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Twitch streamers declare war on Pepe The Frog in bid to kick white supremacy off the platform

Ed Nightingale March 28, 2021

The image has become a beacon for various right wing hate groups (Getty)

Popularly known as the ‘sad frog meme’, Pepe The Frog has become a cultural milestone of the internet – but not for positive reasons.

You don’t have to search far online to find images of the green frog with his bulging eyes and wide grin. He was never meant to be a political figure, but over time he’s morphed into an emblem of hateful meme culture and the darkest reaches of the internet.

By extension, the use of Pepe imagery has seeped deep into Twitch culture. The frog is unavoidable, but now Twitch streamers are taking a stance and banning Pepe emotes on their channel.

What went wrong for Pepe The Frog?

The 2020 documentary Feels Good, Man, named after the frog’s catchphrase, has shed light on the history of the meme.

Created by cartoonist Matt Furie, the character was part of his Boy’s Club stoner humour comic about four chill anthropomorphised characters first published in 2006. Pepe was named as such because it reminded Furie of “pee pee” – reflective of the artist’s silly, childlike sense of humour.

It’s a world away from what Pepe came to symbolise.

Boy's Club
Boy’s Club. (Matt Furie)

The radicalisation of the image came a few years later. Pepe The Frog was increasingly used in memes, with images of the character used consistently across the messageboard site 4chan well into the 2010s.

In the documentary, the site is described as a “Darwinian competition for attention” that led to a culture of highly offensive and inflammatory posts. Pepe memes melt into this culture, symbolising hate and bigotry particularly against Black and Jewish people. 

As the “sad frog”, Pepe represents the most anxious and isolated corners of the internet  – loners who found a home on 4chan. Over time, the site became a hotbed for the alt-right and, in the 2016 US election, Trump supporters as images of Trump and Pepe soon surfaced. Not only was the meme recognised by Hilary Clinton in her campaign, it was shared on Instagram by Donald Trump Jr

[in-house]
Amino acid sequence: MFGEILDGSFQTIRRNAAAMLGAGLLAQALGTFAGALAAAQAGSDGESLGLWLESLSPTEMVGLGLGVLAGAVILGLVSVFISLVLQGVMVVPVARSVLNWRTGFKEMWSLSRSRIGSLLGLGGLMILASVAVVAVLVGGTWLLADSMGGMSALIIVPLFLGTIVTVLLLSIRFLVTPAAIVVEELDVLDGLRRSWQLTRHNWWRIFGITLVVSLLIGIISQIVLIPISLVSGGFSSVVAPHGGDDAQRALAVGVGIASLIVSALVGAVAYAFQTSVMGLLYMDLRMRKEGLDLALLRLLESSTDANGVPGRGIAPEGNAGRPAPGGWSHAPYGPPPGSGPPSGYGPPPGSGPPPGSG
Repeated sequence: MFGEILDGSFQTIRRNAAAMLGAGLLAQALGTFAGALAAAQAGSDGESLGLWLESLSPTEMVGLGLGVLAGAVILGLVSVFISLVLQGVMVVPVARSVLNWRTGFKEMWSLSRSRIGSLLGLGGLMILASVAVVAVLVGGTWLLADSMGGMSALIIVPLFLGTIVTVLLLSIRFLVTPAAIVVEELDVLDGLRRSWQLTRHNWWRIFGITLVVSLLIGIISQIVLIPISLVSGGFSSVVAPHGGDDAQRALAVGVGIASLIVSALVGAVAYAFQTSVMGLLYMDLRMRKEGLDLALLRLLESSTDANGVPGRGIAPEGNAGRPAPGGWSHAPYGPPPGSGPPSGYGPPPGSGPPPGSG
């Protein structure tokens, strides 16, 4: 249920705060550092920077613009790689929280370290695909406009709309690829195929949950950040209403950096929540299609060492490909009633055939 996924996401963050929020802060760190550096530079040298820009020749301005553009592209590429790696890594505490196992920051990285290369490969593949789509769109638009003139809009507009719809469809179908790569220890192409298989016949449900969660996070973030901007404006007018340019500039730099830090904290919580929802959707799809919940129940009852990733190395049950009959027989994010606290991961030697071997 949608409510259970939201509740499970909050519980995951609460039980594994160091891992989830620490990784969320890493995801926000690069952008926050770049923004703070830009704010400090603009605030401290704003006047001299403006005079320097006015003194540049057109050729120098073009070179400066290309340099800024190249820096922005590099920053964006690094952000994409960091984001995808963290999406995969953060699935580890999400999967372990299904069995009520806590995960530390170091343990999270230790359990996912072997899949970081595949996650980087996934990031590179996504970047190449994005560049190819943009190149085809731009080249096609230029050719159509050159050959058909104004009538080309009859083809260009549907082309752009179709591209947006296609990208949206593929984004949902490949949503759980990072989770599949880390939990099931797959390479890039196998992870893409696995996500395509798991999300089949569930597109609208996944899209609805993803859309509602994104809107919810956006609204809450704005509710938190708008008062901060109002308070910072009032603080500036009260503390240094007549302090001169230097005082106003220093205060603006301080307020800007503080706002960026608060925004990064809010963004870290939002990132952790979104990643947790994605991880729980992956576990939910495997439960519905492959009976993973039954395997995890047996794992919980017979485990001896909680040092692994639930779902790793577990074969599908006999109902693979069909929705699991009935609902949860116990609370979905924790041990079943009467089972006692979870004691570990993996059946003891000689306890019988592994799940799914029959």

Racist and bigoted memes of Pepe The Frog became so pervasive that leading anti-hate organisation the Anti-Defamation League (ADL) list the meme on their website, alongside hateful symbols like the swastika, the Confederate flag and the Ku Klux Klan’s burning cross. 

Pepe in gaming culture

With this less than stellar history, it’s inevitable that Pepe The Frog memes would crop up in gaming culture. Blizzard has banned Pepe emotes from the Overwatch League, with a spokesperson telling Dot Esports “The Overwatch League discourages the use of symbols and imagery which are associated with or used by hate groups, including Pepe The Frog.” Both fans and competitors are asked to comply.  

Valve has also banned the emote from their Steam platform after a DMCA takedown notice from Furie. The artist has tried to remove or reclaim his character, but Pepe is entrenched so deeply into internet subcultures that it seems an impossible feat.

On Twitch, Pepe lives on as an emote. And just like the memes before, there are countless variations.

Emotes are popular on Twitch as a key form of interaction. As the text chat is the only way for viewers to respond to a stream, emotes are widely used as shorthand for reactions that bring their own in-jokes and subcultures.

Twitch partners are able to upload their own emotes for use by subscribers, further representing their stream brand. Twitch then takes a cut of that subscription fee.

Pepe The Frog
Pepe The Frog.